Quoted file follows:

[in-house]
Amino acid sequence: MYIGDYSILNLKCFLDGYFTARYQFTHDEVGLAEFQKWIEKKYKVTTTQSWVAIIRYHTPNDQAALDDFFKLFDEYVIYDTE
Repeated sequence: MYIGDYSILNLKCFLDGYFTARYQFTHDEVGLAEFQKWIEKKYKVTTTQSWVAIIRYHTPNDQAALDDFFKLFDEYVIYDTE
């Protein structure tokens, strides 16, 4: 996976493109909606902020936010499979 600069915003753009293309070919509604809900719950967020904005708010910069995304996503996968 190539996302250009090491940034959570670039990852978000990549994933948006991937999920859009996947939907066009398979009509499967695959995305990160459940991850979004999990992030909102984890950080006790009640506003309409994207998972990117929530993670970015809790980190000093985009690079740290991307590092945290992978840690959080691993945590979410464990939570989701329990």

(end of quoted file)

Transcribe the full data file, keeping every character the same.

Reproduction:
[in-house]
Amino acid sequence: MYIGDYSILNLKCFLDGYFTARYQFTHDEVGLAEFQKWIEKKYKVTTTQSWVAIIRYHTPNDQAALDDFFKLFDEYVIYDTE
Repeated sequence: MYIGDYSILNLKCFLDGYFTARYQFTHDEVGLAEFQKWIEKKYKVTTTQSWVAIIRYHTPNDQAALDDFFKLFDEYVIYDTE
């Protein structure tokens, strides 16, 4: 996976493109909606902020936010499979 600069915003753009293309070919509604809900719950967020904005708010910069995304996503996968 190539996302250009090491940034959570670039990852978000990549994933948006991937999920859009996947939907066009398979009509499967695959995305990160459940991850979004999990992030909102984890950080006790009640506003309409994207998972990117929530993670970015809790980190000093985009690079740290991307590092945290992978840690959080691993945590979410464990939570989701329990």